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News Section Icon Published 15/12/2020

Today, 15 December 2020, EU farm ministers adopted a joint position urging the European Commission to improve animal welfare through a new labelling scheme. While at first sight this appears to be a positive development for animals, the Council’s failure to specify clear requirements for the label calls into question whether it will be effective in raising animal welfare standards — and whether producers and retailers will even be required to use it.

As Council President for the past six months, Germany has been pushing for a harmonised animal welfare label. This is also a priority issue for the EU Commission. Yet three out of four EU countries have expressed no appetite for a mandatory label. This means there is a strong risk that the label will be voluntary, leaving producers and retailers the option of not using it.

There is also no indication of whether the label will include information on the type of system in which the animals are farmed. Such information, which the EU labelling scheme for eggs provides, is crucial for empowering consumers to make an informed choice between products from intensive ‘factory’ farms where animals may be kept in cages or at high density and extensive or organic systems with higher welfare standards.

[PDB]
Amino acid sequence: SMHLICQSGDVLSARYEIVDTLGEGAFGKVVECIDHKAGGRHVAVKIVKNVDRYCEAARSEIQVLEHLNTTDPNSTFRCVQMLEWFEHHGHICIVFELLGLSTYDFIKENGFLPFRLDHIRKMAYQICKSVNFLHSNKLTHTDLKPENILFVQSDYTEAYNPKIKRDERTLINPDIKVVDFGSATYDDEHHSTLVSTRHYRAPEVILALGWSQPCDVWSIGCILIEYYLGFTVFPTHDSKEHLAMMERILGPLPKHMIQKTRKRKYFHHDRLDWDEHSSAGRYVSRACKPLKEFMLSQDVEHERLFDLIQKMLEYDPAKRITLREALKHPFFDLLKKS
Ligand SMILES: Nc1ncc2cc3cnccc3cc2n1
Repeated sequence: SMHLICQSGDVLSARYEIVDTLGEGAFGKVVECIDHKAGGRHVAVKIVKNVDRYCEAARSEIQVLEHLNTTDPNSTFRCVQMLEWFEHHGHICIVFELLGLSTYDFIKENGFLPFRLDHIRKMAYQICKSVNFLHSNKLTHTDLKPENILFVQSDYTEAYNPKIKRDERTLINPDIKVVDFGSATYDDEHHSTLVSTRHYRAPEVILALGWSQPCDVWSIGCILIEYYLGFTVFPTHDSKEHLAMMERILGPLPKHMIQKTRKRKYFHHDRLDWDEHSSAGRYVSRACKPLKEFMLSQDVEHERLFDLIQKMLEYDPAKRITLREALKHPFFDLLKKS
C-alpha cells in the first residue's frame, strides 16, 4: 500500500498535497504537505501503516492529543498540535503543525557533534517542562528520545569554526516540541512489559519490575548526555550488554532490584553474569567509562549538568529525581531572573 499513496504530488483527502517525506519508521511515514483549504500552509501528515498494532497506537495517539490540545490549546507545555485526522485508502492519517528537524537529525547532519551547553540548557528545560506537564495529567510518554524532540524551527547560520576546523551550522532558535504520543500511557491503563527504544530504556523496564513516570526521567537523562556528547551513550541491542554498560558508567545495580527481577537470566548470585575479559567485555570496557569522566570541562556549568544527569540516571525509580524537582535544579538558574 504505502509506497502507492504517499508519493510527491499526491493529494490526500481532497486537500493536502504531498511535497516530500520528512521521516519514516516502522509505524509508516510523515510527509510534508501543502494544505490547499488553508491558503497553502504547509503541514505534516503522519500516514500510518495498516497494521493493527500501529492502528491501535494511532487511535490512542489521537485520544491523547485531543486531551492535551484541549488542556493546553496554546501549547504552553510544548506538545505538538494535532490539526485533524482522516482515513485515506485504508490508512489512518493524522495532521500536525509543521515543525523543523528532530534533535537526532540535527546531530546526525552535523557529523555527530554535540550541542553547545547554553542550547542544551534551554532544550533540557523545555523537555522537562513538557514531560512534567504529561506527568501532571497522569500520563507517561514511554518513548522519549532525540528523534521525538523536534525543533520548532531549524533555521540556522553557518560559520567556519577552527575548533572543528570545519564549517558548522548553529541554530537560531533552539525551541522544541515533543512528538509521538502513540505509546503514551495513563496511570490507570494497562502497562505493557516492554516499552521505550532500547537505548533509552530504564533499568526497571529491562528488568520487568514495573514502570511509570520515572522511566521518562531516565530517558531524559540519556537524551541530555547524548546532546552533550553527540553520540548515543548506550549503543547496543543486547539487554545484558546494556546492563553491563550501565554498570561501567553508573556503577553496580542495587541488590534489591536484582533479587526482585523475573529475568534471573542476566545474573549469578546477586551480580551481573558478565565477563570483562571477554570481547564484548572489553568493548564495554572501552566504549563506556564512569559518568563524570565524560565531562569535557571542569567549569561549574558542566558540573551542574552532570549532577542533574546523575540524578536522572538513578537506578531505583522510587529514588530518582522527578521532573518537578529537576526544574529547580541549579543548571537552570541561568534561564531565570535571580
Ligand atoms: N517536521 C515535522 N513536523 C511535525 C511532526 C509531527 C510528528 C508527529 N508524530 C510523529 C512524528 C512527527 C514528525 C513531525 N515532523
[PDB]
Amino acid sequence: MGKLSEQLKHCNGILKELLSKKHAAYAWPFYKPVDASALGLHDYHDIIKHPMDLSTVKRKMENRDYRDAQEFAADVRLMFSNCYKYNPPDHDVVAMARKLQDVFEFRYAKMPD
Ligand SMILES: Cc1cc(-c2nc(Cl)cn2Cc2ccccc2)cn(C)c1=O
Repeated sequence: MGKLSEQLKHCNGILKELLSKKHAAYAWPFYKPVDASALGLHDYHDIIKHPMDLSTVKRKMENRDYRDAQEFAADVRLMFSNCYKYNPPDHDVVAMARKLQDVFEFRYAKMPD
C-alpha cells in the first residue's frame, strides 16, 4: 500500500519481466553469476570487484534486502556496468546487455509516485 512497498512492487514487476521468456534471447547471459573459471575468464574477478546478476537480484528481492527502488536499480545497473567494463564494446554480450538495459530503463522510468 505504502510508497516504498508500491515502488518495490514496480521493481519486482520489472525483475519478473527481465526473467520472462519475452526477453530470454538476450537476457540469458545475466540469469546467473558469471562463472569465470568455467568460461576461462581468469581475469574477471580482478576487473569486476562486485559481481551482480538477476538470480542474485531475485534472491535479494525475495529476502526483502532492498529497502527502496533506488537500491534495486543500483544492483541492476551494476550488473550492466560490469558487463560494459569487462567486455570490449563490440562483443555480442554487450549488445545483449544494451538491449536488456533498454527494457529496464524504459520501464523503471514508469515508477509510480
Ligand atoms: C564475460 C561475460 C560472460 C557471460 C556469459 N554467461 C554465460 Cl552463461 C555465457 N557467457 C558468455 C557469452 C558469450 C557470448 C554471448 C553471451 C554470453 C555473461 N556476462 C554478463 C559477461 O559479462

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“To be effective the proposed label needs to be mandatory and to inform consumers about all the conditions in which animal products are produced," said Olga Kikou, Head of Compassion in World Farming EU. "A weak animal welfare label can lead producers to make a token effort for farmed animals. The fact remains, however, that animals may still be in cages, unable to perform basic natural behaviours, and the majority of them may still be raised in factory farms. As a consequence, this may eventually mislead people into buying more products from factory farms with the mistaken belief that they were produced to high standards and without having a full picture of the systems animals were raised in. Far from being an improvement, such a label would instead worsen the environmental and health crises that the EU urgently needs to tackle. This voluntary label may also eventually delay much-needed legislation with new rules on the conditions in which animals are farmed.”


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